The late Desmond Kinney’s 1974 mosaic mural off Nassau Street in Dublin also goes by the name of the Táin Wall. It is shamefully neglected. There is no on-site identification of the artist or even the name of the work. The colophon that used to be adjacent to the Wall is now missing.
My efforts to have the Wall repaired and to install a plaque identifying the images and crediting the artist are chronicled in the Comments below. The only news to report is that the son and daughters of the artist, who carry on the work of his studio, have been in contact with the owners of the property, who commissioned the Wall in 1974. Progress is in neutral for the time being because of planned demolition of several buildings on the site and new construction. The public notice states: “It is also proposed to relocate the existing mosaic mural known as the ‘Tain Wall’ from the western boundary wall forward towards Nassau Street.” No timeline is given.
Meanwhile, I have pinned a temporary plaque in the form of a laminated A4 sheet next to the Wall with a condensed version of the information below.
The Setanta (or Táin) Wall depicts major events in the great Irish epic, Táin Bó Cuailnge, the Cattle Raid of Cooley, set 2000 years ago, and the life of its hero, Cúchulainn, who single-handedly defended Ulster against an invasion by Queen Maeve of Connacht to steal the Brown Bull of Cooley. The scenes starting on the left:
How Cúchulainn Got His Name
His birth name was Setanta. At the age of seven, he was invited to a feast at Culann’s house in the Ulster kingdom of Cooley (the Carlingford Peninsula, now part of County Louth in the Republic of Ireland). As he approached the house after dark, Culann’s guard dog attacked him and he killed the dog. He volunteered to guard the house for a year while Culann raised and trained another hound, so Setanta became the Hound of Culann, Cú Chulainn in Irish.
The Curse of Macha
Macha died when she was forced by King Conor of Ulster to run a race while she was pregnant, and she cursed the men of Ulster to be as sick and weak as a woman in childbirth at the time of their greatest danger. As Queen Maeve and her army began to march toward the Ulster border, the men of Ulster were prostrated by the Curse.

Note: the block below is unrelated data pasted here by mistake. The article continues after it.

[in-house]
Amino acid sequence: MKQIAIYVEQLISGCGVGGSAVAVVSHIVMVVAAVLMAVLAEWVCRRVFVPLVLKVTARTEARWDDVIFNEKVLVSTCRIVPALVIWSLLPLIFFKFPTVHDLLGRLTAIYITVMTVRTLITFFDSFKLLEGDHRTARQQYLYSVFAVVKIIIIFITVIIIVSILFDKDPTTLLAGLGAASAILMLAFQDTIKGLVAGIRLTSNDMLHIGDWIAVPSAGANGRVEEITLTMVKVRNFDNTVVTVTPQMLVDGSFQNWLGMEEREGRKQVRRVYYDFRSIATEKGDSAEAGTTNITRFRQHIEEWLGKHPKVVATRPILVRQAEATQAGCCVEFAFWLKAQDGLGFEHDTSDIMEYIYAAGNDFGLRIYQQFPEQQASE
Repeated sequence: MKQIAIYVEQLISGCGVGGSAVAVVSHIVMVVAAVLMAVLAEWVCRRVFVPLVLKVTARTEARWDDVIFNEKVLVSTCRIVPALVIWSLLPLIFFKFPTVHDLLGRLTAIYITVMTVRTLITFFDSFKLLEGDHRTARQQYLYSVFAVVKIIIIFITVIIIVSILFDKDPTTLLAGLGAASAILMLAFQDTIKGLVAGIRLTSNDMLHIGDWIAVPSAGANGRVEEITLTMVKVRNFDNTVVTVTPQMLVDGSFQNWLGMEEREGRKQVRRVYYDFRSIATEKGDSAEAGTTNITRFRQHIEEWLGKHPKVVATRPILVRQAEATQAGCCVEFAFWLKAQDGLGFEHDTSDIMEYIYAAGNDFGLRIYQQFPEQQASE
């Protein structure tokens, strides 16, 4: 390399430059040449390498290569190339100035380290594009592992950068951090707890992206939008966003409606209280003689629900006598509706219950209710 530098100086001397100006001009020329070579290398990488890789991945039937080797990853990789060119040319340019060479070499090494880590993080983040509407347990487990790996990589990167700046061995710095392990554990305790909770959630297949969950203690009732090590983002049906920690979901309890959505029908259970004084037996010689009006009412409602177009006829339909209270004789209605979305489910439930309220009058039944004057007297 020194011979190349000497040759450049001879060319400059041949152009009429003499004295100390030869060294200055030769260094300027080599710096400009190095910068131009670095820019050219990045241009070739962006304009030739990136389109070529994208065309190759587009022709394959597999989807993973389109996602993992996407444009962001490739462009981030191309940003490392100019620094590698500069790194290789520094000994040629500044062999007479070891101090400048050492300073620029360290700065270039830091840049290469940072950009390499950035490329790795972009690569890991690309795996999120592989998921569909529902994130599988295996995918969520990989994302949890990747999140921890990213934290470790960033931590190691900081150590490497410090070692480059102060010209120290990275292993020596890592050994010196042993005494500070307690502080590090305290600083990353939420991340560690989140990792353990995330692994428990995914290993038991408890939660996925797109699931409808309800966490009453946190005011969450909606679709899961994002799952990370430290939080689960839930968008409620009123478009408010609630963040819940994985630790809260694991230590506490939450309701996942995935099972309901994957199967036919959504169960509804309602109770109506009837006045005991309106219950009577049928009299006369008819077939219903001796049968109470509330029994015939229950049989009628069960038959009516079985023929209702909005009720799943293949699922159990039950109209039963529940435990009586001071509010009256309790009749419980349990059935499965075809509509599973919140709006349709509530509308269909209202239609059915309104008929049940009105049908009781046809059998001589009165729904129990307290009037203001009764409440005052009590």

Cúchulainn and Ferdia’s Mortal Combat (Video)
Cúchulainn was killing Maeve’s warriors by the hundreds, and she sent a series of champions to fight him in single combat. Cúchulainn defeated all of them, until the only remaining Connacht champion was his best friend and foster brother, Ferdia. Maeve tricked Ferdia into fighting Cúchulainn, and the two friends met reluctantly at the ford at Ardee, County Louth. In the fourth day of battle, Cúchulainn used his unique Gae Bolga, a spring-loaded multi-barbed javelin, to kill Ferdia.
All was merely game and sport
Till Ferdia fought me at the ford.
Beloved Ferdia would survive,
I thought, long after I had died.
Who was a mountain yesterday
Today is nothing but a shade.
The Meeting of the Bulls
The two greatest bulls in Ireland were the Brown Bull of Cooley and the White-horned Bull. Maeve needed the Brown Bull, owned by King Dáire of Cooley, to be equal in wealth to her husband, who owned the White-horned. Dáire refused to give it to her, and she invaded Ulster to take it. When the two bulls, shape-changed druids who were former friends turned bitter enemies, met, they killed each other.
The Death of Cúchulainn
Ten years after the Táin, Cúchulainn was defeated by magic at the age of 27. When he received his fatal wound, he tied himself to a pillar so he would die standing and facing his enemies. Though mortally wounded, the Grey of Macha, one of his two chariot horses foaled on the night he was born, fought by his side. The Mórrígan, a battle-goddess, perched on his shoulder in the shape of a raven when he was dead. The exulting red-maned woman on horseback on the extreme right is Queen Maeve.
My photos of the Wall are used here with the artist’s permission. All rights are reserved.